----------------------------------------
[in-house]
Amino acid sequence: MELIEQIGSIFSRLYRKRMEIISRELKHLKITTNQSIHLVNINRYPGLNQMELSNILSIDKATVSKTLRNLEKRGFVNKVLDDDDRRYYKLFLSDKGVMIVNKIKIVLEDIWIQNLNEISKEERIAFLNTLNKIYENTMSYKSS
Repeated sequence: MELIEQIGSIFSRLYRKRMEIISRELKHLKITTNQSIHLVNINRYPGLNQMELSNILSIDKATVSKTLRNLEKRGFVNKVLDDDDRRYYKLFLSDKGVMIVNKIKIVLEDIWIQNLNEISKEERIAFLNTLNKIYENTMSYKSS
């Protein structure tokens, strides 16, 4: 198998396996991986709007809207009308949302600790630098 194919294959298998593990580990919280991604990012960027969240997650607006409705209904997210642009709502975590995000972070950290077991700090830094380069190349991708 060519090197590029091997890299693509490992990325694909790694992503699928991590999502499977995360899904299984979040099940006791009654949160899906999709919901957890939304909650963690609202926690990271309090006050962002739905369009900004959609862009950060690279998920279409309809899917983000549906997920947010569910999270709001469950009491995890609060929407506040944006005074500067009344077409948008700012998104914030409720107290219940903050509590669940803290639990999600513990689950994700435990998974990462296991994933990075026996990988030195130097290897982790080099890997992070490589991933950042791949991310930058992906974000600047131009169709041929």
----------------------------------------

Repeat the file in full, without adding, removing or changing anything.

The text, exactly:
[in-house]
Amino acid sequence: MELIEQIGSIFSRLYRKRMEIISRELKHLKITTNQSIHLVNINRYPGLNQMELSNILSIDKATVSKTLRNLEKRGFVNKVLDDDDRRYYKLFLSDKGVMIVNKIKIVLEDIWIQNLNEISKEERIAFLNTLNKIYENTMSYKSS
Repeated sequence: MELIEQIGSIFSRLYRKRMEIISRELKHLKITTNQSIHLVNINRYPGLNQMELSNILSIDKATVSKTLRNLEKRGFVNKVLDDDDRRYYKLFLSDKGVMIVNKIKIVLEDIWIQNLNEISKEERIAFLNTLNKIYENTMSYKSS
């Protein structure tokens, strides 16, 4: 198998396996991986709007809207009308949302600790630098 194919294959298998593990580990919280991604990012960027969240997650607006409705209904997210642009709502975590995000972070950290077991700090830094380069190349991708 060519090197590029091997890299693509490992990325694909790694992503699928991590999502499977995360899904299984979040099940006791009654949160899906999709919901957890939304909650963690609202926690990271309090006050962002739905369009900004959609862009950060690279998920279409309809899917983000549906997920947010569910999270709001469950009491995890609060929407506040944006005074500067009344077409948008700012998104914030409720107290219940903050509590669940803290639990999600513990689950994700435990998974990462296991994933990075026996990988030195130097290897982790080099890997992070490589991933950042791949991310930058992906974000600047131009169709041929």